At times, we all want to live in a favorite film. But, from the man who lives in an airport Terminal to the fan who removed bits of his nose, the reality is sometimes painful. Stranded at John F. Kennedy International Airport with a passport from nowhere, Viktor (Tom Hanks) is unauthorized to actually enter the United States and must improvise his days and nights in the terminal’s international transit lounge until the war at home is over. As the weeks and months stretch on, he finds the compressed universe of the terminal to be a richly complex world of absurdity, generosity, ambition, amusement, status, serendipity, and even romance with a beautiful flight attendant named Amelia (Catherine Zeta-Jones). But Viktor has long worn out his welcome with airport official Frank Dixon (Stanley Tucci), who considers him a bureaucratic glitch, a problem he cannot control but wants desperately to erase. The Terminal is an utterly charming story about Navorski’s innocent and rather mysterious fish-out-of-water character. The film has plenty of laughs and several tear-jerking moments. Spielberg seems to have a handle on when and how to tug at the audience’s heartstrings. The Terminal is a comedy, a drama, and a romance all in one without ever really becoming one for too long. The film has a classic feel to it and Spielberg indeed pulls it off. Sadly, with just a little snipping here and there on the language, The Terminal could have been a perfect live action summer family film. While the story may eek some for not being purely believable, the sweet, candycoated nature of the tale is infectious and well worth a viewing if properly received. All in all, I thoroughly enjoyed The Terminal. Hanks was fabulous, turning in one of his best performances in years. Spielberg has a future in quality family films with a classic feel should he choose to explore the genre more.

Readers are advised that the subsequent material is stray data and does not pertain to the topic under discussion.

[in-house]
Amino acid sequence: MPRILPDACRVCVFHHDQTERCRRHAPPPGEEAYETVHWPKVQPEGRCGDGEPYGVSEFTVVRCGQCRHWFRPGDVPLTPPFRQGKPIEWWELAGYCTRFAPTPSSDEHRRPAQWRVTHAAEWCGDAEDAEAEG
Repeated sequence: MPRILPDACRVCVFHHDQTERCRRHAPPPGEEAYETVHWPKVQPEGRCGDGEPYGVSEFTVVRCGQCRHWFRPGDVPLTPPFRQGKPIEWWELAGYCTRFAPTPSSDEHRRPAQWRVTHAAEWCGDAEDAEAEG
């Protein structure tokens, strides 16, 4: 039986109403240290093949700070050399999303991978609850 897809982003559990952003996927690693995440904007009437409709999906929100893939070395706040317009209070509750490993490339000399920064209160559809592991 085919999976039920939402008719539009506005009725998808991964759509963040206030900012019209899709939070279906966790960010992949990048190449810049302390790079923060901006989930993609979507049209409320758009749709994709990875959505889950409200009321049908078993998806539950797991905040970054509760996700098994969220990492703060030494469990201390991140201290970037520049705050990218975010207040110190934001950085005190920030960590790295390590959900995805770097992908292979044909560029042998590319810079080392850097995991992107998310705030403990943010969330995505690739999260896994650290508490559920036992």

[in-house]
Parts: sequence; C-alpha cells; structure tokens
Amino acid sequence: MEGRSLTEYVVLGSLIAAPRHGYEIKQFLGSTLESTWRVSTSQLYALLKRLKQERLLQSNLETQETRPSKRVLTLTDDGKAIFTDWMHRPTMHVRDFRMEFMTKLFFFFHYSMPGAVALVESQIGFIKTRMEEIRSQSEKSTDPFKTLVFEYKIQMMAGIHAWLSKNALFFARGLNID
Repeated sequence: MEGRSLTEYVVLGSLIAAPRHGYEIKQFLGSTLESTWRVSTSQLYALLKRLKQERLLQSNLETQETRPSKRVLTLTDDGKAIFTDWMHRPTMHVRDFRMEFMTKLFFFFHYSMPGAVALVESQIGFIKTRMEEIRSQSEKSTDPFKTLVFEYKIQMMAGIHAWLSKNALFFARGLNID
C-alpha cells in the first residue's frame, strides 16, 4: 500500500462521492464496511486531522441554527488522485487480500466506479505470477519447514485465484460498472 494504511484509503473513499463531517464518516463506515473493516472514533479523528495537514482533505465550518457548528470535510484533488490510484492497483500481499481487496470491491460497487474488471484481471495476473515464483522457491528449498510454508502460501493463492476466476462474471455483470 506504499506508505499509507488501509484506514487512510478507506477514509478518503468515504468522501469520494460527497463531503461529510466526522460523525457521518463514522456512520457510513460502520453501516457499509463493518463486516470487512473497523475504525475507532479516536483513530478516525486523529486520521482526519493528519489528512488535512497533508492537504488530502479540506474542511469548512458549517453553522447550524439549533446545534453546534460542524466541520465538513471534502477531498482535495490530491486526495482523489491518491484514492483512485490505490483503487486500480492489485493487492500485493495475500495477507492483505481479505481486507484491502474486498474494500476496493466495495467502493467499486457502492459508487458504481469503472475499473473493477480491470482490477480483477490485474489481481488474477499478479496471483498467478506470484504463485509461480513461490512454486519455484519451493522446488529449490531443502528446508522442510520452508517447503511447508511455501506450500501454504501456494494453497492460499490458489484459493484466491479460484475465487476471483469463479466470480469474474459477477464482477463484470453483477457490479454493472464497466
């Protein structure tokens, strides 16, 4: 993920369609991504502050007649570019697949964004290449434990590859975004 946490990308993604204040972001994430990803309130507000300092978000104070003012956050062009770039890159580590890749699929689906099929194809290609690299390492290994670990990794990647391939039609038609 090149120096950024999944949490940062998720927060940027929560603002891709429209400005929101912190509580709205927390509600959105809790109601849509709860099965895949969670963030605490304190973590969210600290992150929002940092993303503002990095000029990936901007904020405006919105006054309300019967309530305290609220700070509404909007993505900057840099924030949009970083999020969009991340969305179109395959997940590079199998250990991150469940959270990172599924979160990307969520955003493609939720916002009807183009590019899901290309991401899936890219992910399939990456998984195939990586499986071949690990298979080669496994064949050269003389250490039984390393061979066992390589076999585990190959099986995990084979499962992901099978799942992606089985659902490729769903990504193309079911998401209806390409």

I am taking part in The Write Tribe Problogger October 2017 Blogging Challenge
I write a lot, which keeps me off the streets and out of trouble. There is always something to write about, always a new story to craft. Not writing, for me, is like trying to hold back a sneeze. Learning to write was the most powerful influence in my life. I can still remember the awe I felt when I realized I could put real words onto paper and tell out a story. From that first ‘a-ha’ moment I knew I wanted to write.
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